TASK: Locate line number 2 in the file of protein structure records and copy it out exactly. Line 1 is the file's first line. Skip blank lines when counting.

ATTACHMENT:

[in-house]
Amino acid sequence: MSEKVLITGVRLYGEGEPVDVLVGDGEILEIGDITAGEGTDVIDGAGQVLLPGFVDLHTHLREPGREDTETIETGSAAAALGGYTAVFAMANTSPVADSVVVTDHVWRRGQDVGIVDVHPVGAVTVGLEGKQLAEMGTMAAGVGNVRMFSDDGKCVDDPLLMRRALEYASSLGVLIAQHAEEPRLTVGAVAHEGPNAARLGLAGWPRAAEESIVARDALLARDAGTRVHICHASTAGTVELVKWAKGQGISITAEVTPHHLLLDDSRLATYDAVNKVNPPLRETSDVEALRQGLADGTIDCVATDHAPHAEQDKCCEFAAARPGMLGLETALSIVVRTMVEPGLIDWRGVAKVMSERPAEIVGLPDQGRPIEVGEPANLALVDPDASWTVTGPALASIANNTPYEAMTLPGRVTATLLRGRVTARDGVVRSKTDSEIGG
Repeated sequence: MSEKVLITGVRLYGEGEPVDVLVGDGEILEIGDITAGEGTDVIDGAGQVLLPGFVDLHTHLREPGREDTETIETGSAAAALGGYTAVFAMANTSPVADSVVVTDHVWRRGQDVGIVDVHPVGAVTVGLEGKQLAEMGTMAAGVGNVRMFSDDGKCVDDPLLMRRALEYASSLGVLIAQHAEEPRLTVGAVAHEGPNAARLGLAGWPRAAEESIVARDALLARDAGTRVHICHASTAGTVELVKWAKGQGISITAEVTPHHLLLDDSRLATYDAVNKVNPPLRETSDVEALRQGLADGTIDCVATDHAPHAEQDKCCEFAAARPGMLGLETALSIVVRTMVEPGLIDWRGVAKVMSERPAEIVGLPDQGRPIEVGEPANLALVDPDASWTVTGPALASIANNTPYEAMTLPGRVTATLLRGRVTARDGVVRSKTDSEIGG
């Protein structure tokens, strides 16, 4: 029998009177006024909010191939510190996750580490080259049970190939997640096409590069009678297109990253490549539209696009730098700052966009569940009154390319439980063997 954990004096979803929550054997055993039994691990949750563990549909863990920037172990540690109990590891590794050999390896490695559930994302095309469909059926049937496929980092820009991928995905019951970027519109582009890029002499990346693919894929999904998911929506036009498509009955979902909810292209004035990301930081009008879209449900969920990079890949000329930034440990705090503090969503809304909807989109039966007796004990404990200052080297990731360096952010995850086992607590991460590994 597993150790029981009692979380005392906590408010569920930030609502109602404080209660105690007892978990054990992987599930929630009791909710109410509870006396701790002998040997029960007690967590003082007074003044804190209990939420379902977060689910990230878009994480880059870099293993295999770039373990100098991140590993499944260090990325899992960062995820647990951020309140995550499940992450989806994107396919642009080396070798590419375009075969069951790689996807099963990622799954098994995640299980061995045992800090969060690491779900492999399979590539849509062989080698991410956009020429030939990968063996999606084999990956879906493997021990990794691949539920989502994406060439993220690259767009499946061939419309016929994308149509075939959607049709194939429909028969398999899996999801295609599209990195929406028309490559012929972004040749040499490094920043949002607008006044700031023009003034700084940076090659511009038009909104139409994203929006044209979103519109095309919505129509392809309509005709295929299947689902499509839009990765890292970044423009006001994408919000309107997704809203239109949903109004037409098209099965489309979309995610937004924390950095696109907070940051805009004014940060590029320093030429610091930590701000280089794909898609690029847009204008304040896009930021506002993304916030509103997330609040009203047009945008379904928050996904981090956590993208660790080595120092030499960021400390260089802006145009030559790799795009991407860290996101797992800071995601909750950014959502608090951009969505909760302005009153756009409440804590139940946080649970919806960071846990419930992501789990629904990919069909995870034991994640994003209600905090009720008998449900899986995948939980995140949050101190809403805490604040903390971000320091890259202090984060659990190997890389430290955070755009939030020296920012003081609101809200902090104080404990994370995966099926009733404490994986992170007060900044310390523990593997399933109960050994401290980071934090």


Amino acid sequence: MSEKVLITGVRLYGEGEPVDVLVGDGEILEIGDITAGEGTDVIDGAGQVLLPGFVDLHTHLREPGREDTETIETGSAAAALGGYTAVFAMANTSPVADSVVVTDHVWRRGQDVGIVDVHPVGAVTVGLEGKQLAEMGTMAAGVGNVRMFSDDGKCVDDPLLMRRALEYASSLGVLIAQHAEEPRLTVGAVAHEGPNAARLGLAGWPRAAEESIVARDALLARDAGTRVHICHASTAGTVELVKWAKGQGISITAEVTPHHLLLDDSRLATYDAVNKVNPPLRETSDVEALRQGLADGTIDCVATDHAPHAEQDKCCEFAAARPGMLGLETALSIVVRTMVEPGLIDWRGVAKVMSERPAEIVGLPDQGRPIEVGEPANLALVDPDASWTVTGPALASIANNTPYEAMTLPGRVTATLLRGRVTARDGVVRSKTDSEIGG